Idealizing and medicalizing of methods ascribed to Buddhism has led to individualizing their structural and societal challenges. Although the long-undervalued need for introspection may get addressed, people are now caught under the cloak of spirituality hoping for quick enlightenment or a panacea solving mental diseases. Thus, at this point, the impact of decontextualizing concepts, unreflectively copying feudal structures into Tibetan Buddhist seminar- and meditation-centers, as well as of lacking knowledge required for the gradual application-oriented learning processes taught in traditional Buddhist philosophy have become clear. This shows in recent testimony of economical, psychological, and physical abuse in international Tibetan Buddhist organizations. The violence against individuals and man-made trauma in such contexts need to get analyzed before the background of neologisms, that is concepts allowing for arbitrariness and violence in the name of spirituality, as well as of the sophisticated systems of rationalizing damage and silencing trauma and victims. Furthermore, though those in the ‘inner circles’ run the risk of traumatization and of being held accountable, it is women who are at higher risk, particularly those who engage in secret relationships. Thus, in terms of treatment, the collectively projecting the shadow on the feminine, leading to an attitude of exploitation and control against women, requires consideration.
- silencing of trauma
- inner circle
- secret consort
- guru yoga
- double bind
- indoctrination in Buddhist groups
- decontextualization of concepts
- crazy wisdom
- karma purification
- pure view
- Buddhist meditation
- Buddhist seminar centers
- Buddhist philosophy
- mental diseases
- rlung disease
In international Tibetan Buddhist seminar-, meditation-, and retreat-centers, patterns of violence and exploitation have developed over the past decades. Recently, economical, psychological, and physical abuse [1, 2, 3, 4, 5, 6, 7, 8, 9, 10, 11, 12] was reported. It has evolved against the background of structures that systematically devalue and control the feminine. Such structures effect on the individuals of the respective groups and engrave into their bodies and minds. Thus, in a cultural-insensitive, unreflected transfer of knowledge of Buddhist philosophy and respective training techniques, the culturally ingrained ways in dealing with the feminine and its unconscious attitudes were absorbed. A visualization concept of females merely forming the passive counterparts to male characters, their devaluation in comments and acquired behavior patterns as well as misunderstood visualization techniques leading to narcissistic self-aggrandizing patterns contribute to confusion. This disorientation in turn not only forms the basis for developing self-devaluation and uncertainty regarding the individuals social positions in the groups, but also causes a
Moreover, the narrative of Buddhism being a panacea for mental health not only misinterprets its spiritual methods to be psychological or medical ones. Damage is also caused by seducing and misleading sick individuals and by misinterpreting any trauma of those severely injured by the leadership or group members. Thus, the shadows behind the devaluation of females and seducing some of them into neglected social positions reveal a blind spot in Tibetan Buddhism and its seminar-, meditation-, and retreat-centers in the West, where it has continued to grow over decades. In rationalizing misconduct of the leadership and their helpers to be ‘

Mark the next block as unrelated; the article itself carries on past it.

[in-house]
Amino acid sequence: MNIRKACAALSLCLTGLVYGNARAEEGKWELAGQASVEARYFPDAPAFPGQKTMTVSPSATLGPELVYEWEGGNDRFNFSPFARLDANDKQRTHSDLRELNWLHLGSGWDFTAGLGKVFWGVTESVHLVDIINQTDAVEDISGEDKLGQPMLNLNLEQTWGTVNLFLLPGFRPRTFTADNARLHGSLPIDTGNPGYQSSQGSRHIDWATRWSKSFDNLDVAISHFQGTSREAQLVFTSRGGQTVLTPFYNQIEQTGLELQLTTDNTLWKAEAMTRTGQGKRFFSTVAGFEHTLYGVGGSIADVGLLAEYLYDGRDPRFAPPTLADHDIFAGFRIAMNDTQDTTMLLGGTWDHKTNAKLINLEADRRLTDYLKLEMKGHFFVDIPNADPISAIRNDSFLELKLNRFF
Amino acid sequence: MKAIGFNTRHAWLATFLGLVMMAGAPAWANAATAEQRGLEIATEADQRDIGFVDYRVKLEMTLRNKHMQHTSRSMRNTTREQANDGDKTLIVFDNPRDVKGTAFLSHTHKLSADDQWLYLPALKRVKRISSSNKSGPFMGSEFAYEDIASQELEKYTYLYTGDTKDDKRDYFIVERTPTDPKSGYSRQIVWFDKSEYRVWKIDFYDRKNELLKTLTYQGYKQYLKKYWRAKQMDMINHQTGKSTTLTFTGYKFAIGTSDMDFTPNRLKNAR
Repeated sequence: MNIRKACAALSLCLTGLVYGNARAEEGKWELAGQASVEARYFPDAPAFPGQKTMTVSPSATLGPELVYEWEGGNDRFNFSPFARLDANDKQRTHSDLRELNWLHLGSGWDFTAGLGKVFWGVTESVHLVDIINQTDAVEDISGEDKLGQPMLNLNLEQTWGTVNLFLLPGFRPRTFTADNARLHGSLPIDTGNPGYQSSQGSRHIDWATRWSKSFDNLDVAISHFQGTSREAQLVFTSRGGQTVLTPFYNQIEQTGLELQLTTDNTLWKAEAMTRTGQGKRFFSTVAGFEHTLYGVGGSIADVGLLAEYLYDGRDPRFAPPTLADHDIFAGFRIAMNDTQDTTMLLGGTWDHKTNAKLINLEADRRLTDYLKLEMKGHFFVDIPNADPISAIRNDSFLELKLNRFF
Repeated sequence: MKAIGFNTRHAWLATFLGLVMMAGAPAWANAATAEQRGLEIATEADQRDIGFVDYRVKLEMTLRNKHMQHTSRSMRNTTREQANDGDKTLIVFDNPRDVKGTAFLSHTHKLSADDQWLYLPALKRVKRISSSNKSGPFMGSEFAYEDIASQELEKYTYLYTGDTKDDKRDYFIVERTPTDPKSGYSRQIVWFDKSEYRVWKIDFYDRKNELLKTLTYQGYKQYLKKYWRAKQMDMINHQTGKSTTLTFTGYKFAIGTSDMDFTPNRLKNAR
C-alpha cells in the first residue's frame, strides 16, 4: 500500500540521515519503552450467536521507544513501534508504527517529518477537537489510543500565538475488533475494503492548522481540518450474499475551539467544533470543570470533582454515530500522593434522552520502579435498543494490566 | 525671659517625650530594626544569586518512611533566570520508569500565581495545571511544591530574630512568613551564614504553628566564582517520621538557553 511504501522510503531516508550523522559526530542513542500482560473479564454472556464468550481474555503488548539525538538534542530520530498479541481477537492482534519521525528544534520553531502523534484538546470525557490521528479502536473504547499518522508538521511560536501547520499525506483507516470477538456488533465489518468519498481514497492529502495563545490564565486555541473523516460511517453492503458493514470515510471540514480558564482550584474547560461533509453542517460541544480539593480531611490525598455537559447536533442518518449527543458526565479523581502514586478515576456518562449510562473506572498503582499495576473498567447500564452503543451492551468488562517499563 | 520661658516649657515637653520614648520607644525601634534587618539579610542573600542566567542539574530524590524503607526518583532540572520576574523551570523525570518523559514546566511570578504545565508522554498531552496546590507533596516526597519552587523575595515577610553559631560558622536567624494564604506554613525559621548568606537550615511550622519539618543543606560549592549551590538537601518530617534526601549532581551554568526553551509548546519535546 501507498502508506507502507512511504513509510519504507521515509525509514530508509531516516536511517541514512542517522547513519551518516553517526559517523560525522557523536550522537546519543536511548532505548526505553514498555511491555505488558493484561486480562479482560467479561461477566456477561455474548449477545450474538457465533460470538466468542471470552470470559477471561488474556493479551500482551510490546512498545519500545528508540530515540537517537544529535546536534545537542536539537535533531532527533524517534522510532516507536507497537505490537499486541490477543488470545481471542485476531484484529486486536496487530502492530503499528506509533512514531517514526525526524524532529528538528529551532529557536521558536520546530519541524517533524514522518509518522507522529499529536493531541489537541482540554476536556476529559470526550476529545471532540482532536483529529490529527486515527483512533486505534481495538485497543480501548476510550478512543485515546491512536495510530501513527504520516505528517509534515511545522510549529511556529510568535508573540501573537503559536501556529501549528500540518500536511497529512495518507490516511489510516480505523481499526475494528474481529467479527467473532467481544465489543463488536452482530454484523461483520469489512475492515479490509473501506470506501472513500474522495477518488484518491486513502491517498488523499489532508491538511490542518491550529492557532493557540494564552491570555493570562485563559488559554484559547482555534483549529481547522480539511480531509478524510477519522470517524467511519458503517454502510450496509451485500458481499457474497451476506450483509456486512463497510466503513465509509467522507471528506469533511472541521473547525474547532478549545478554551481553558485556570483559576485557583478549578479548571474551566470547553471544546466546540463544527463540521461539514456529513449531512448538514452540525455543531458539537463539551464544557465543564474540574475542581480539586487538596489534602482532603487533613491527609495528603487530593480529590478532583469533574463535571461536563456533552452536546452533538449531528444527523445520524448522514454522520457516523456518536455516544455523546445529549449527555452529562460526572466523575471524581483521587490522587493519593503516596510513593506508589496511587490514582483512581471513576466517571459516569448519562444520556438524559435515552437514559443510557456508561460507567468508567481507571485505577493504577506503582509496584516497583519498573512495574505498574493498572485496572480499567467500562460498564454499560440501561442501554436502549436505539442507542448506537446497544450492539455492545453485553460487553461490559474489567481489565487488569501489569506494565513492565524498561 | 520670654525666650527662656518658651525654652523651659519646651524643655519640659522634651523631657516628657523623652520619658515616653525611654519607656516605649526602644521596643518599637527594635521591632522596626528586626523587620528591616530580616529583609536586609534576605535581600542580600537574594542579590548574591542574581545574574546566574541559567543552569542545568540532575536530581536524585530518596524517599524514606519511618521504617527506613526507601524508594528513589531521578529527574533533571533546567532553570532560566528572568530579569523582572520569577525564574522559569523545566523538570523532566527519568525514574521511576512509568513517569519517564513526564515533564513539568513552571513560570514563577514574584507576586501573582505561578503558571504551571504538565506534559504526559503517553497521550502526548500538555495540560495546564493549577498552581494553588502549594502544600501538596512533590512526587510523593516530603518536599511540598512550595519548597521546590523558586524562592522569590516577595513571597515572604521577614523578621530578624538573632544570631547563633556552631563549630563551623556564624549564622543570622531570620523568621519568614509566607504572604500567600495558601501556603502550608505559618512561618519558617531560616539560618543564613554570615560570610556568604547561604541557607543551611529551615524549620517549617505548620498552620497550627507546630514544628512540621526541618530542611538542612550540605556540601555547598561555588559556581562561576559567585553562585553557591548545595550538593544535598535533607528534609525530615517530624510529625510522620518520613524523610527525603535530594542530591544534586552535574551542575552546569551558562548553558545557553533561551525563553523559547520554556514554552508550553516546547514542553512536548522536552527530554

Due to the ongoing efforts to whitewash, denigrate those concerned, and silence the required discourse on leadership responsibility and accountability in the respective international contexts and head organizations, it is now crucial to broaden the perspective and consider the societal impact of such offences which, even as Buddhism and spirituality, have already been injuring and traumatizing many people. In the following subchapter, the descriptions of eleven probands are presented.
2. Narratives of members of Buddhist groups
Qualitative data of the research project
Probands were recruited through information at university, the
2.2 Recent testimony
All probands presented wrote about their experiences in international Tibetan Buddhist organizations. Some of them were in several groups. All together, these statements refer to eleven different international Buddhist organizations. In order to protect the individuals, the names of the respective organizations are not provided here.
The following results are structured as follows: All answers of one person are presented in one subchapter. The first nine questions were replied to by #1, #2, #3, #4, and #8 and the last two questions were replied to by #3, #5, #6, #7, #9, #10, and #11. The first six persons (#1–#6) are female and #7–#11 are male.
Questions are written in italics and the replies in straight letters. All answers of probands in German were translated by the author.
#4 did not answer the question: